Authorities in Pueblo and Albuquerque say DNA evidence in several unsolved rape cases are linked to a southern Colorado man, Robert Bruce.
Police say Bruce struck at least 12 times in the last 18 years. Last month, authorities were finally able to put the pieces together on the so-called "Ether Man" rape cases.
It all started in 1991 in Albuquerque, New Mexico, when Bruce allegedly broke into a woman's home and raped her. Over the next nine years, 10 more women were attacked. Many of the attacks were committed near the University of New Mexico, and each time he used a chemical soaked rag to knock his victims out. In 2000 DNA tests linked the rapes to a John Doe. After comparing their DNA, police say that man is 47-year-old Robert Bruce.
"We are the ones who speak for those victims and to literally coin a pun, the long arm of the law reached back 18 years and is holding this man accountable," said John Walsh, the public information officer with Albuquerque Police.
Bruce has lived in Pueblo for several years. He has a wife, kids, and a business there. Prior to being charged as a peeping-tom in July, Bruce never had a run-in with Pueblo law enforcement.
On October 6, Bruce was supposed to be in court facing those charges, but never showed up. The lead investigator in the case officer Nathan Pruce with the Pueblo Police Department never made it either; but he had a reason. Someone had created an improvised explosive device out of a propane tank and hooked it up to his home. The IED was discovered that morning when Pruce went to work. Police say, Bruce set up the device to try and kill Pruce and his wife.
After police arrested Bruce on a failure to appear warrant, detectives with the Pueblo Police Department and the Pueblo County Sheriff's Office went to Albuquerque to interview people who knew him. Bruce's ex-wife told them the FBI had once looked at Bruce as a possible suspect in a rape case that was eventually solved in California.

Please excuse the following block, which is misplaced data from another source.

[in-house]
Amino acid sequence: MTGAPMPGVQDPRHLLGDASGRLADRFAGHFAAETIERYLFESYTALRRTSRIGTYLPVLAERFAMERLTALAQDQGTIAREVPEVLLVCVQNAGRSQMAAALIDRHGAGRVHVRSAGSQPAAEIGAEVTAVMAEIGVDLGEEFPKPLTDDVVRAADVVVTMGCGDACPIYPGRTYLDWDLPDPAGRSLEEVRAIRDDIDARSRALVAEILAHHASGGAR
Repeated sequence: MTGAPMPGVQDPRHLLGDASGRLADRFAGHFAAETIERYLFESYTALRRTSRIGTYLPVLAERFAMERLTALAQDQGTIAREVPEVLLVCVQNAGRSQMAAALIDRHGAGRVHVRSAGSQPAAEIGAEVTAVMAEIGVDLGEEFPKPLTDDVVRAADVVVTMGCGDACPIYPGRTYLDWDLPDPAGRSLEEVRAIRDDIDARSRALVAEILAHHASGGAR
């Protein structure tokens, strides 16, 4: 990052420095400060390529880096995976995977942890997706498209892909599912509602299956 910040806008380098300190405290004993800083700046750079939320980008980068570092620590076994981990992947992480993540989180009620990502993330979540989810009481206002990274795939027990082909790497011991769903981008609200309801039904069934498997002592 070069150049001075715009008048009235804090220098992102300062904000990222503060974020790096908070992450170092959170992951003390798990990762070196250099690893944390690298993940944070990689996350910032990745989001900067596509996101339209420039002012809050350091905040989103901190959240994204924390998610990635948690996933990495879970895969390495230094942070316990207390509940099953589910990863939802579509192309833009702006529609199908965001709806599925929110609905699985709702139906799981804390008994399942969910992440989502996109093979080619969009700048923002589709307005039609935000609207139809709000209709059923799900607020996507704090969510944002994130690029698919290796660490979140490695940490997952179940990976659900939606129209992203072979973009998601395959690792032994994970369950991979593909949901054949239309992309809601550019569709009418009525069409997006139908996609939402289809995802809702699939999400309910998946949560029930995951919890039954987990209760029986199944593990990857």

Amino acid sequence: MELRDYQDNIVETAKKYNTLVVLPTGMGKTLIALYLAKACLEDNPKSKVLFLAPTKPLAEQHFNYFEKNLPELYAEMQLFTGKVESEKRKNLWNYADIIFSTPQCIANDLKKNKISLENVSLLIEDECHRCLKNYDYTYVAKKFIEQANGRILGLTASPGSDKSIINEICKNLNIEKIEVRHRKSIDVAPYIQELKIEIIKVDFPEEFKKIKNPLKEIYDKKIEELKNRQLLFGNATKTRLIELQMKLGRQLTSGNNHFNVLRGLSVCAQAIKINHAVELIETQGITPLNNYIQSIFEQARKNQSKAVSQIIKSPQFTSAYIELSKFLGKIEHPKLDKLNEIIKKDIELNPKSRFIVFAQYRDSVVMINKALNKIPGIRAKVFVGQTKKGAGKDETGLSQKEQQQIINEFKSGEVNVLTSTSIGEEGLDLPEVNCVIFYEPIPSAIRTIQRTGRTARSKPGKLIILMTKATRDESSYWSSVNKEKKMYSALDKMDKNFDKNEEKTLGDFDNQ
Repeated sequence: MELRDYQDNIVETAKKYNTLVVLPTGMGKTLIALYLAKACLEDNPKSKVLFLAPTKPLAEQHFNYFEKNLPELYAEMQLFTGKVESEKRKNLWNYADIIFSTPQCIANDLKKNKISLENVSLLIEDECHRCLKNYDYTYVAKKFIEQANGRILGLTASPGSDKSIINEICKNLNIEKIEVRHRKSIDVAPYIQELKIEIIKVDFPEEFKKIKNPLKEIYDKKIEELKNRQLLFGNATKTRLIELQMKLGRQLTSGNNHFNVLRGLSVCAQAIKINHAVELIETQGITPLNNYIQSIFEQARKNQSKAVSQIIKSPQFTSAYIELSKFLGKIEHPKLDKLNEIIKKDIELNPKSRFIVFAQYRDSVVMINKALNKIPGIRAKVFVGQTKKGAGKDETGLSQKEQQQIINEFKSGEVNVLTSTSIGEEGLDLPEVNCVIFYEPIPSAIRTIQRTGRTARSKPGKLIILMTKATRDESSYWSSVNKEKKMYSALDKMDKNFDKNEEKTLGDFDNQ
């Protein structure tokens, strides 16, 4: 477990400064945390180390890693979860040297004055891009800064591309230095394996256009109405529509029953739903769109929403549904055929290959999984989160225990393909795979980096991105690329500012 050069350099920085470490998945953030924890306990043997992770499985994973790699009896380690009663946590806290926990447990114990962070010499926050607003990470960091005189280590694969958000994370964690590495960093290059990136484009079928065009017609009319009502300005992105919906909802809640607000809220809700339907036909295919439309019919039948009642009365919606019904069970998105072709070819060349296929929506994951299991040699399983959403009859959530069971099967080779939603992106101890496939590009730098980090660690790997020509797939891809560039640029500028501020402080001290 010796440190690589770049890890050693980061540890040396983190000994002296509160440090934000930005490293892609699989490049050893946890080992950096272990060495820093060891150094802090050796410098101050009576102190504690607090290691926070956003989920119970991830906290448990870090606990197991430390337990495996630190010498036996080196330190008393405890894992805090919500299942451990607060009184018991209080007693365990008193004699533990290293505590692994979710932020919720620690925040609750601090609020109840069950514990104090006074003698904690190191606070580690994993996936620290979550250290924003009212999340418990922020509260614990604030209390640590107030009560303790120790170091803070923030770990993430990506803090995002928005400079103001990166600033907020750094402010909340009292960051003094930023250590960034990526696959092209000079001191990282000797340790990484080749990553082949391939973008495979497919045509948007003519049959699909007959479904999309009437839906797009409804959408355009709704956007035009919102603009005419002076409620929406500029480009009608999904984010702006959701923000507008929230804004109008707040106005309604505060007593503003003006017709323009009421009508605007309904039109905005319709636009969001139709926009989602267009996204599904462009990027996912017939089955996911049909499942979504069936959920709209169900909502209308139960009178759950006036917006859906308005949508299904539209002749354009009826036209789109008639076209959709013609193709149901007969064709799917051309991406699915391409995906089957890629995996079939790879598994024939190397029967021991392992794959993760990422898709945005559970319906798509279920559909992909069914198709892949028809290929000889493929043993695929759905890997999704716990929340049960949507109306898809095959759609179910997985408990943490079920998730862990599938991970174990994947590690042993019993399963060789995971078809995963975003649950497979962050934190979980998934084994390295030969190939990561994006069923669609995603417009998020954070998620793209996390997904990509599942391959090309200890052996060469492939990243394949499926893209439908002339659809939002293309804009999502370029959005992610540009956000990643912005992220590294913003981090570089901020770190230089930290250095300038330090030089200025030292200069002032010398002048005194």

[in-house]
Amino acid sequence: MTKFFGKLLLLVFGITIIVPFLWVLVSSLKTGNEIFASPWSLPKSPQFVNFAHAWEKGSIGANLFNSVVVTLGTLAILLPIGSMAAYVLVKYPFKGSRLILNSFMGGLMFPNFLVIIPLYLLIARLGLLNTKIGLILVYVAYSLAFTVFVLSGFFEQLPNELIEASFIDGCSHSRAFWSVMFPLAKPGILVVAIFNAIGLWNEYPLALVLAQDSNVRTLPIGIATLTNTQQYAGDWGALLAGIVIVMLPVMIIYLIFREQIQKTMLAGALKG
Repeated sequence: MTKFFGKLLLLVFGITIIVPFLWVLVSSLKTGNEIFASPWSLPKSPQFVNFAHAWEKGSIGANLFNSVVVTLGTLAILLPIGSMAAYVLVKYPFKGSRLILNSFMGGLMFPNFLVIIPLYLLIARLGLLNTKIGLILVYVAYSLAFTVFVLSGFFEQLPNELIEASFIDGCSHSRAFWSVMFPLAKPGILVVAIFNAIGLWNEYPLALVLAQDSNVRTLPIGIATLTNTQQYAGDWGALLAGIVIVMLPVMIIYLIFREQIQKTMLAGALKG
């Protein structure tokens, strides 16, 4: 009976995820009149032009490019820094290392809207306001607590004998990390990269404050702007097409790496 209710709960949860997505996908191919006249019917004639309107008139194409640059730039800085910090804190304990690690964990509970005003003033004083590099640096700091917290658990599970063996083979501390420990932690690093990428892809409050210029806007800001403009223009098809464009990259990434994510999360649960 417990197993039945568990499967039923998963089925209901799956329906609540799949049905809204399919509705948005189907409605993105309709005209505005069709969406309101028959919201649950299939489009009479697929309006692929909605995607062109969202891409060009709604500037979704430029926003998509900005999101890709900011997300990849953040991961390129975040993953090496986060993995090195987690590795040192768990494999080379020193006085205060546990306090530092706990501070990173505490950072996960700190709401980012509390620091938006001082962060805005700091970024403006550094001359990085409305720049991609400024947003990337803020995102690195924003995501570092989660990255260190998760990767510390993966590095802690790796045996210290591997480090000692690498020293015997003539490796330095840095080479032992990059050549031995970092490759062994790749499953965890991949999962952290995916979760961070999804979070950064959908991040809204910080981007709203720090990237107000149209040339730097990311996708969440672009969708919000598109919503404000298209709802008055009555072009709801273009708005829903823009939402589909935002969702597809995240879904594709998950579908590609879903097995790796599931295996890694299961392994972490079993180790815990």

Then the Colorado investigators talked to an FBI agent who was reminded of the “Ether Man” case after hearing about Bruce's peeping-tom charges. From there, the detectives went to the Albuquerque police department where they found the trail had gone cold on the “Ether Man” several years ago, but there was a grand jury indictment for a John Doe based on DNA evidence.
In Pueblo, the authorities were able to get a court order for a DNA sample to compare against DNA evidence found on the propane tank used to try and blow up Officer Pruce's home. Meanwhile, Albuquerque police were able to secure their own court order and the DNA sample was driven down to them. Four days later, the DNA test came back as a match.
Pueblo Police Chief Jim Billings says had Bruce not been suspected of trying to blow up Officer Pruce's home, it's likely the connection would not have been made.
Now, law enforcement agencies in Pueblo are concerned Bruce may have committed rapes here.
"Many times they would receive a chemical burn upon their face," said Pueblo Police Chief Jim Billing. "Anyone that would have a similar situation would be one that we want to look at."
They are asking for any victims to come forward at this time. In the original rapes, most of the women involved were linked to the medical field, and nearly all of them belonged to a gym.
Authorities in Austin and Lubbock Texas are looking into several rape cases that may be tied to Bruce.
Bruce is being held on a $3 million bond at the Pueblo County Detenction Center. He will be extradited to New Mexico once his attempted murder case is finished in Pueblo.
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